No question Mike was a great player once he "got it"...I read his book too and he says that it took him a while.  You gotta respect the attitude of working hard and making yourself a great player.  Salute.

PS: you can teach swing path and short, quick, and powerful rotational technique/mechanics at the same time. 

Well said Richard....The rotational mechanics occur when the energy is driven correctly from the back side to the baseball. Unfortunately, over the years some baseball people have given these mechanics a bad name because of the way they are taught (such as Squishing bugs, spin on the back foot, turn your hips, etc...) Any type of conscious effort to force a rotational movement will indeed flaw the result. It's not about the movement it's about what is being accomplished through that movement.

Jack,

Great points. I work side-by-side with Jack most of the year. He is a great influence on the kids. I clearly believe it is the hand path that guides the swing and one of the things I struggle with to teach kids all the time. But there are several issues that dictate it, rotation being just one. If your hitter has a great path but no lower body rotation, his hands get out in front and it's an all arm swing and he will produce a "check mark" type swing (down then up with the hands) or roll too early with his top hand. If your hitter has great lower body rotation his hands will lag behind and he will tend to pull off the ball with his front side and/or collapse his backside. Rotation and hand path are closely intertwined (approach notwithstanding) and must happen almost simultaneously. Easier said than taught, at any level.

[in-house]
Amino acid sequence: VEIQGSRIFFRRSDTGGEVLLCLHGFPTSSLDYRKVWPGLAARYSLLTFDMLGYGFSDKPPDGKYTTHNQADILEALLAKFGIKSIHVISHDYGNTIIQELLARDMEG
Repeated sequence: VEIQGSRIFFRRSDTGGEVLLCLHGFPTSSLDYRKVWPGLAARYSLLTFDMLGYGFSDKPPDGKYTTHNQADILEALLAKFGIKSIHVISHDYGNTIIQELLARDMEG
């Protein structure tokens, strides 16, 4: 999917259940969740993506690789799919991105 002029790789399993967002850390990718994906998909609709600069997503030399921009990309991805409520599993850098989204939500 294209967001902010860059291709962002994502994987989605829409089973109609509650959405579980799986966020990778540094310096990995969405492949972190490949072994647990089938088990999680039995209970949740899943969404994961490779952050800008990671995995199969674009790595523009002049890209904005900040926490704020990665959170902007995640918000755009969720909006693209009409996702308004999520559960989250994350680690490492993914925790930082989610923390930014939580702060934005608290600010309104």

At the major league level and/or professional level (that I played at back in the day), pitchers did not throw as hard. I grew up in the Perconte/Charley Lau (1980's) era of linear hitting. That approach simply doesn't work anymore with a pitcher throwing 95 mph. Hitters had to adapt. They did. They became more rotational because they had to. They needed to get quicker to the ball. However, 95% (or more) of all major leaguers get into the same "hitting position" at stride landing. That is, with their hands up off their back shoulder at shoulder height. It stands to reason that if the strike zone is from the waist and below, the hitter has to start his hands initially on a downward path to the pitch.

Without getting into too much detail, two strike hitting is a must that should be practiced. I don't normally teach situational hitting until the boys' teen years because they don't normally have a clue about it, nor do their coaches, and the majority have a hard enough time just trying to make solid contact. But when I start, it is eye opening. I might as well be speaking chinese. Bottom line is you are trying to get your hitters in the habit of controlling the barrel and looking for specific pitches in specific situations to produce a specific result. Until your hitters can completely control their bats, practicing this is futile and can be frustrating for the hitter.

Joe

Believe me I am not one of those people that think things were always better back in the day, but I miss guys that truly adapted. I actually changed hitting styles from rotational to linear in my big league days, depending on what was working at the time - rotational hitting is not a modern phenomena - swinging all out, even with two strikes is the modern phenomena.